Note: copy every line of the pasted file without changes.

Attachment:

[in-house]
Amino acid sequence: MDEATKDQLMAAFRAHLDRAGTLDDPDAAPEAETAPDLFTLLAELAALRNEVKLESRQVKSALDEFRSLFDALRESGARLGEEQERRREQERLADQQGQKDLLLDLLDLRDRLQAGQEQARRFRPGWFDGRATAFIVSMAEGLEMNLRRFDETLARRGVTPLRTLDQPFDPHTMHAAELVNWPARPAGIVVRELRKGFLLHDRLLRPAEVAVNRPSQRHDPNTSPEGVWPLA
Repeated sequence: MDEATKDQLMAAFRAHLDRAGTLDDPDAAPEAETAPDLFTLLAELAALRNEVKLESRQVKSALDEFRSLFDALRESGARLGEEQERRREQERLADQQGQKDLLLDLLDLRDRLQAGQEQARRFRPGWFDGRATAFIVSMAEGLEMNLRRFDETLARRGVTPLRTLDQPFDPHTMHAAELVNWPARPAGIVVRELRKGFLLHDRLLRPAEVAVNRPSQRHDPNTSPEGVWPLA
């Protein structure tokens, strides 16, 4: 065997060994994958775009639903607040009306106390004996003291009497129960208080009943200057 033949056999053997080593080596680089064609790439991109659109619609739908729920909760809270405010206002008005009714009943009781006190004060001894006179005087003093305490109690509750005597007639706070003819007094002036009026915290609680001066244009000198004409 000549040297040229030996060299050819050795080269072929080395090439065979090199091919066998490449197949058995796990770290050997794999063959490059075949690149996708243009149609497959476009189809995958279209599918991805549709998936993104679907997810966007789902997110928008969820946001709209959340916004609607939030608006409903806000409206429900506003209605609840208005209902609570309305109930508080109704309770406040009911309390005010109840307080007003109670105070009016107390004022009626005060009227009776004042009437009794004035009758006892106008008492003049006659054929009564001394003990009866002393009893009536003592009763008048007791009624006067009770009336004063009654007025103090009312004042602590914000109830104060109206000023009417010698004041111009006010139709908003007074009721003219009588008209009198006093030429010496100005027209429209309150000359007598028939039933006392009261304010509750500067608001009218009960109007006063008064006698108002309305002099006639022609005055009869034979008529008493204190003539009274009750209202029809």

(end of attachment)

[in-house]
Amino acid sequence: MDEATKDQLMAAFRAHLDRAGTLDDPDAAPEAETAPDLFTLLAELAALRNEVKLESRQVKSALDEFRSLFDALRESGARLGEEQERRREQERLADQQGQKDLLLDLLDLRDRLQAGQEQARRFRPGWFDGRATAFIVSMAEGLEMNLRRFDETLARRGVTPLRTLDQPFDPHTMHAAELVNWPARPAGIVVRELRKGFLLHDRLLRPAEVAVNRPSQRHDPNTSPEGVWPLA
Repeated sequence: MDEATKDQLMAAFRAHLDRAGTLDDPDAAPEAETAPDLFTLLAELAALRNEVKLESRQVKSALDEFRSLFDALRESGARLGEEQERRREQERLADQQGQKDLLLDLLDLRDRLQAGQEQARRFRPGWFDGRATAFIVSMAEGLEMNLRRFDETLARRGVTPLRTLDQPFDPHTMHAAELVNWPARPAGIVVRELRKGFLLHDRLLRPAEVAVNRPSQRHDPNTSPEGVWPLA
């Protein structure tokens, strides 16, 4: 065997060994994958775009639903607040009306106390004996003291009497129960208080009943200057 033949056999053997080593080596680089064609790439991109659109619609739908729920909760809270405010206002008005009714009943009781006190004060001894006179005087003093305490109690509750005597007639706070003819007094002036009026915290609680001066244009000198004409 000549040297040229030996060299050819050795080269072929080395090439065979090199091919066998490449197949058995796990770290050997794999063959490059075949690149996708243009149609497959476009189809995958279209599918991805549709998936993104679907997810966007789902997110928008969820946001709209959340916004609607939030608006409903806000409206429900506003209605609840208005209902609570309305109930508080109704309770406040009911309390005010109840307080007003109670105070009016107390004022009626005060009227009776004042009437009794004035009758006892106008008492003049006659054929009564001394003990009866002393009893009536003592009763008048007791009624006067009770009336004063009654007025103090009312004042602590914000109830104060109206000023009417010698004041111009006010139709908003007074009721003219009588008209009198006093030429010496100005027209429209309150000359007598028939039933006392009261304010509750500067608001009218009960109007006063008064006698108002309305002099006639022609005055009869034979008529008493204190003539009274009750209202029809």